Sunday, March 8, 2020

Left Rites

     [A reprint for today. The fulminations of some on the left against the Supreme Court for daring to consider the Louisiana law requiring abortionists to have hospital admissions privileges, got me thinking about an earlier contretemps discussed in the article below. The article first appeared in the old Palace of Reason on June 24, 2003. -- FWP]

     Certain behaviors of our political families, and of the flacksters and interest groups that swarm around them, are highly regular. For example, you can count on the Sierra Club and the Natural Resources Defense Council to predict imminent doom whenever a large corporation is granted a permit to build a plant, expand an existing one, or sink a hole in the earth for any reason. You can count on Jesse Jackson and Al Sharpton to scream "racism" whenever some racial set-aside is challenged, or whenever a white candidate edges out a black one for a high-profile position. You can count on NOW and NARAL to scream about the abridgement of women's sacred "right to choose" whenever a state government proposes a law requiring parental notification when an underage girl seeks an abortion.

     You can also expect Democratic presidential candidates to pander to special interests at every opportunity.

     The decisions handed down yesterday in the University of Michigan racial-preferences cases before the Supreme Court satisfied very few. On the Right, where preferences have been excoriated for decades, the reaction was muted, almost resigned. The Court's delegitimization of UM's "point system," which gave black applicants a huge edge over white ones solely because of their race, was viewed favorably, but with a bittersweet edge. In the pattern of the Bakke case of twenty-five years ago, the Court maintained a qualified approval of "affirmative action" and the desirability of universities extending preferential treatment for the sake of "diversity."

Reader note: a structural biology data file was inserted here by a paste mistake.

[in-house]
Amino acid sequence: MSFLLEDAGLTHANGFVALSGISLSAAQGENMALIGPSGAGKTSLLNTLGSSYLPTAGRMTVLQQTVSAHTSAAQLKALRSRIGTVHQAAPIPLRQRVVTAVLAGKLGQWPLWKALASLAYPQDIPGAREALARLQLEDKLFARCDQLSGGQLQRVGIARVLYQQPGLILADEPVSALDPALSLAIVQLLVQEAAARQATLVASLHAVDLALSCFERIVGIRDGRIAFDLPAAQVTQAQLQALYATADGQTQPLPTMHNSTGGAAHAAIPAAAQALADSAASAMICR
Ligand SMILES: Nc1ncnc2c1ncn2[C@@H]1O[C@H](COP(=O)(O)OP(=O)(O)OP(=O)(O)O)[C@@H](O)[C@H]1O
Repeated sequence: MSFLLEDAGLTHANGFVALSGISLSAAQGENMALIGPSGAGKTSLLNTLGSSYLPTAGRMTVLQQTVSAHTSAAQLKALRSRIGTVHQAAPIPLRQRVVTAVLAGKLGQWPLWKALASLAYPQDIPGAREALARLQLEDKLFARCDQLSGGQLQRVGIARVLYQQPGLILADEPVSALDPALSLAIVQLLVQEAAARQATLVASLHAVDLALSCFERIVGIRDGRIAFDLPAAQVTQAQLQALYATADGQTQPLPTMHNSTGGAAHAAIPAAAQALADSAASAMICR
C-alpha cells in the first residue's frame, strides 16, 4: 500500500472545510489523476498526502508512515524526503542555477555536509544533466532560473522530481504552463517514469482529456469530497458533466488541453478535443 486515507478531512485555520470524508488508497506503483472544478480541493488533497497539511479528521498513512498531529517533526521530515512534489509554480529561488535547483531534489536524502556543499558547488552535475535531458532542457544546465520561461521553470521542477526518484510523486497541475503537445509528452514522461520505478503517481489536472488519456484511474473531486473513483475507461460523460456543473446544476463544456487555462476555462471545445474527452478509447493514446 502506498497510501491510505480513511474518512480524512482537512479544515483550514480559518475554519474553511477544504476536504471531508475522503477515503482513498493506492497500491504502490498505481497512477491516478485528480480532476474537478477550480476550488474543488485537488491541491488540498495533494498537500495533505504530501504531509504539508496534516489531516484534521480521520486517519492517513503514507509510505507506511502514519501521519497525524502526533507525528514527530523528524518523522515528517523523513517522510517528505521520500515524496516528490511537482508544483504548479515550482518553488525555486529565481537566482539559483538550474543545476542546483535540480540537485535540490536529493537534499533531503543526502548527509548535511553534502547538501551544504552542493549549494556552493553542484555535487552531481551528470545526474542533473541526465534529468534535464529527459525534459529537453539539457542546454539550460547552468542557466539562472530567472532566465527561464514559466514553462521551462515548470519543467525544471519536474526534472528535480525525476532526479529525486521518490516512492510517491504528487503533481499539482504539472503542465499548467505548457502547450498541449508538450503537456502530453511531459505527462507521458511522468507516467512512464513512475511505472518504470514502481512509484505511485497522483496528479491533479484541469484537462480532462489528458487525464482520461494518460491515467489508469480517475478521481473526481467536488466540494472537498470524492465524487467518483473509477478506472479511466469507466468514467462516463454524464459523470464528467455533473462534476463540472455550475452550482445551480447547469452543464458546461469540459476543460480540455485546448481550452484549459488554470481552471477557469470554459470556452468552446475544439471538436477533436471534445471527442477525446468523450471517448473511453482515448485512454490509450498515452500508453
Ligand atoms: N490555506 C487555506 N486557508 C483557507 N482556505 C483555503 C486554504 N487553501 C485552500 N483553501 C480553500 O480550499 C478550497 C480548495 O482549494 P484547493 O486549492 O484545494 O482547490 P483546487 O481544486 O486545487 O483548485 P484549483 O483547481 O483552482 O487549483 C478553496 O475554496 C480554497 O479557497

On the Left, as represented by Democratic seekers after their party's presidential nod, the reaction was practically hysterical:

  • Richard Gephardt: "Any effort to deny our nation's compelling interest in ensuring diversity is short-sighted and wrong....When I'm president, we'll do executive orders to overcome any wrong thing the Supreme Court does tomorrow or any other day."
  • Dennis Kucinich: "If this president doesn't want to let us be one nation, then it's time to elect a president who will let us be one nation."
  • Howard Dean: "The president has divided us. He's divided us by race by using the word 'quotas.' There's no such thing as a quota at the University of Michigan, never has been."
  • John Kerry: "We deserve a president of the United States who doesn't call fairness for minorities special preferences and then turn around and give special preferences to Halliburton or to Enron to write the energy policy."
  • Al Sharpton: "Clarence Thomas is my color, but he's not my kind."
  • Joseph Lieberman: "It is wrong; it is un-American."

     (Quotes courtesy of Fox News, reporting on the Democratic presidential candidates' comments at the annual Rainbow / PUSH convention in Chicago.)